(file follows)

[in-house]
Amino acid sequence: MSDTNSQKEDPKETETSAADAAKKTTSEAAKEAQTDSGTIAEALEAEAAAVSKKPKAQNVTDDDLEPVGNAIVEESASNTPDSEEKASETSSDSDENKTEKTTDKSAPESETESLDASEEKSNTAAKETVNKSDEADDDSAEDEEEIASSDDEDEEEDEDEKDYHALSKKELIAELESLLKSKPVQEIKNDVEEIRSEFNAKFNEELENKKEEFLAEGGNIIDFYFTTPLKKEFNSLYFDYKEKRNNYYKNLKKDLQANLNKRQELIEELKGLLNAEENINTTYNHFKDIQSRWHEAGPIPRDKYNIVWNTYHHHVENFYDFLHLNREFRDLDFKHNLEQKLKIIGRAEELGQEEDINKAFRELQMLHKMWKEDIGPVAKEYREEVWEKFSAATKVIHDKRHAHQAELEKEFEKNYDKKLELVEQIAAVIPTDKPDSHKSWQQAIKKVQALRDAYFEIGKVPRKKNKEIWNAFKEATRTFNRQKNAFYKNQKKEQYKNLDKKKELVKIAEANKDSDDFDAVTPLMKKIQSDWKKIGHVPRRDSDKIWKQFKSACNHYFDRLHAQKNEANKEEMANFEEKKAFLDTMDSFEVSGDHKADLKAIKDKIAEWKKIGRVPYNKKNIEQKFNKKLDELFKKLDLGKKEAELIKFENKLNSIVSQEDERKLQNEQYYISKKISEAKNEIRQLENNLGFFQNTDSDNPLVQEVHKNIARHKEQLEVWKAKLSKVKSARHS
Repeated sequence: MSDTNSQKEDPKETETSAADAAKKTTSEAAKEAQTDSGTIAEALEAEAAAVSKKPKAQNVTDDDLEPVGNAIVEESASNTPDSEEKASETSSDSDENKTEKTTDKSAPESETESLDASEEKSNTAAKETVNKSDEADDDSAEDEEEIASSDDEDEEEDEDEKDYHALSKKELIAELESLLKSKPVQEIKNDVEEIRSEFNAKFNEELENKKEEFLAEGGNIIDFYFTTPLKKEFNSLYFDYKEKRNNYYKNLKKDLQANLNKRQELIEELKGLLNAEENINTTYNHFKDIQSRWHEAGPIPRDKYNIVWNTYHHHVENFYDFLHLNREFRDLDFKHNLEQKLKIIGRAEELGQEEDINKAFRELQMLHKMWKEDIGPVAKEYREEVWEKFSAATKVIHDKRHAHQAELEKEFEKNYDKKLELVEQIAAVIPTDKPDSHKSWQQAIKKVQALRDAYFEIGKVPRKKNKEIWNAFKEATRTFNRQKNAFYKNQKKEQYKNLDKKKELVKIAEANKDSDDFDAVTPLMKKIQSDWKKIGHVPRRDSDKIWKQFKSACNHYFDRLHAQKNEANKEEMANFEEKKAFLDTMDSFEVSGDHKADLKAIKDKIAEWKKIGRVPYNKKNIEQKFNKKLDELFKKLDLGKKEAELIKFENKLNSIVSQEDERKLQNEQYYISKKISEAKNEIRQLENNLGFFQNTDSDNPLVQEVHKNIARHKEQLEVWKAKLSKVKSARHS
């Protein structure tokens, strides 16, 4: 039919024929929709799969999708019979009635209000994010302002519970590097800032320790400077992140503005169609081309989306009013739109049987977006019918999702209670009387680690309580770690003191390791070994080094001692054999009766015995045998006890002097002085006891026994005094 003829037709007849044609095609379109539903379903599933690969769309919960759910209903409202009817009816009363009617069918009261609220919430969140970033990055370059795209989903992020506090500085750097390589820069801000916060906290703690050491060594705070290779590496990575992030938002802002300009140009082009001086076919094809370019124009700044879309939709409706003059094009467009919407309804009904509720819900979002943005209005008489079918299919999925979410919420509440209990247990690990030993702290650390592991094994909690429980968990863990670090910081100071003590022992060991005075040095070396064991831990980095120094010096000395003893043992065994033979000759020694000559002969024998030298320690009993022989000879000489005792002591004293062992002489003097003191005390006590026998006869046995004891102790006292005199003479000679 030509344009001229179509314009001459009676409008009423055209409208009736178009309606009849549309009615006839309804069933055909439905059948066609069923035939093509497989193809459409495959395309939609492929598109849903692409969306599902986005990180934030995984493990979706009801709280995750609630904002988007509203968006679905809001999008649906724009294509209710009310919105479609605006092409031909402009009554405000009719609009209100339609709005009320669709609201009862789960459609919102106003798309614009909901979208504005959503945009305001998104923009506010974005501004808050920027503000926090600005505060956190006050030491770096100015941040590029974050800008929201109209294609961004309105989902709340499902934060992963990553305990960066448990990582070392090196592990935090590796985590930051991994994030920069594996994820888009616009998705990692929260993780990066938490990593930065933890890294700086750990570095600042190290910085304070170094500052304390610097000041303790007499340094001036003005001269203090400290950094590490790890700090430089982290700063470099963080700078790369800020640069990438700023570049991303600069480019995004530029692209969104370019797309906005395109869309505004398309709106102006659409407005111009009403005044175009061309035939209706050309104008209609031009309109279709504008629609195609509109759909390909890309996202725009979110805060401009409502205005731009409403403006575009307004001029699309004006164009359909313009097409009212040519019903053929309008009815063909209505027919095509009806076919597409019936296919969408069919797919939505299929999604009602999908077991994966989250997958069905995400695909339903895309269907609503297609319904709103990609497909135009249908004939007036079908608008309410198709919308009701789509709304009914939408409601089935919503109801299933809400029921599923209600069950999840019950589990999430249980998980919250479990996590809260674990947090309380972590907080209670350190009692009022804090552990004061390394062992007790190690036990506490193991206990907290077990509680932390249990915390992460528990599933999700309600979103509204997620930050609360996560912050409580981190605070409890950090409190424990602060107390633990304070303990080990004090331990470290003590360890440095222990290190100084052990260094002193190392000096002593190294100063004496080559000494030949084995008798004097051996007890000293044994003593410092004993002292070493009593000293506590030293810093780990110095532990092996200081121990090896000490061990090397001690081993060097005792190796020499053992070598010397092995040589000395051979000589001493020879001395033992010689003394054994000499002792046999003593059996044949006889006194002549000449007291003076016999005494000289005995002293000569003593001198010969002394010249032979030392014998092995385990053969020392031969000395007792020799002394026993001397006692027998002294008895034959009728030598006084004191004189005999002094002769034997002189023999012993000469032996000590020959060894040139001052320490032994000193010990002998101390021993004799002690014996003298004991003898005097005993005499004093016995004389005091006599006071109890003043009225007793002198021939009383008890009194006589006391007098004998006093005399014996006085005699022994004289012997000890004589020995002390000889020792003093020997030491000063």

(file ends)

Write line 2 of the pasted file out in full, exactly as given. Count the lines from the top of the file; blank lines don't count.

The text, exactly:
Amino acid sequence: MSDTNSQKEDPKETETSAADAAKKTTSEAAKEAQTDSGTIAEALEAEAAAVSKKPKAQNVTDDDLEPVGNAIVEESASNTPDSEEKASETSSDSDENKTEKTTDKSAPESETESLDASEEKSNTAAKETVNKSDEADDDSAEDEEEIASSDDEDEEEDEDEKDYHALSKKELIAELESLLKSKPVQEIKNDVEEIRSEFNAKFNEELENKKEEFLAEGGNIIDFYFTTPLKKEFNSLYFDYKEKRNNYYKNLKKDLQANLNKRQELIEELKGLLNAEENINTTYNHFKDIQSRWHEAGPIPRDKYNIVWNTYHHHVENFYDFLHLNREFRDLDFKHNLEQKLKIIGRAEELGQEEDINKAFRELQMLHKMWKEDIGPVAKEYREEVWEKFSAATKVIHDKRHAHQAELEKEFEKNYDKKLELVEQIAAVIPTDKPDSHKSWQQAIKKVQALRDAYFEIGKVPRKKNKEIWNAFKEATRTFNRQKNAFYKNQKKEQYKNLDKKKELVKIAEANKDSDDFDAVTPLMKKIQSDWKKIGHVPRRDSDKIWKQFKSACNHYFDRLHAQKNEANKEEMANFEEKKAFLDTMDSFEVSGDHKADLKAIKDKIAEWKKIGRVPYNKKNIEQKFNKKLDELFKKLDLGKKEAELIKFENKLNSIVSQEDERKLQNEQYYISKKISEAKNEIRQLENNLGFFQNTDSDNPLVQEVHKNIARHKEQLEVWKAKLSKVKSARHS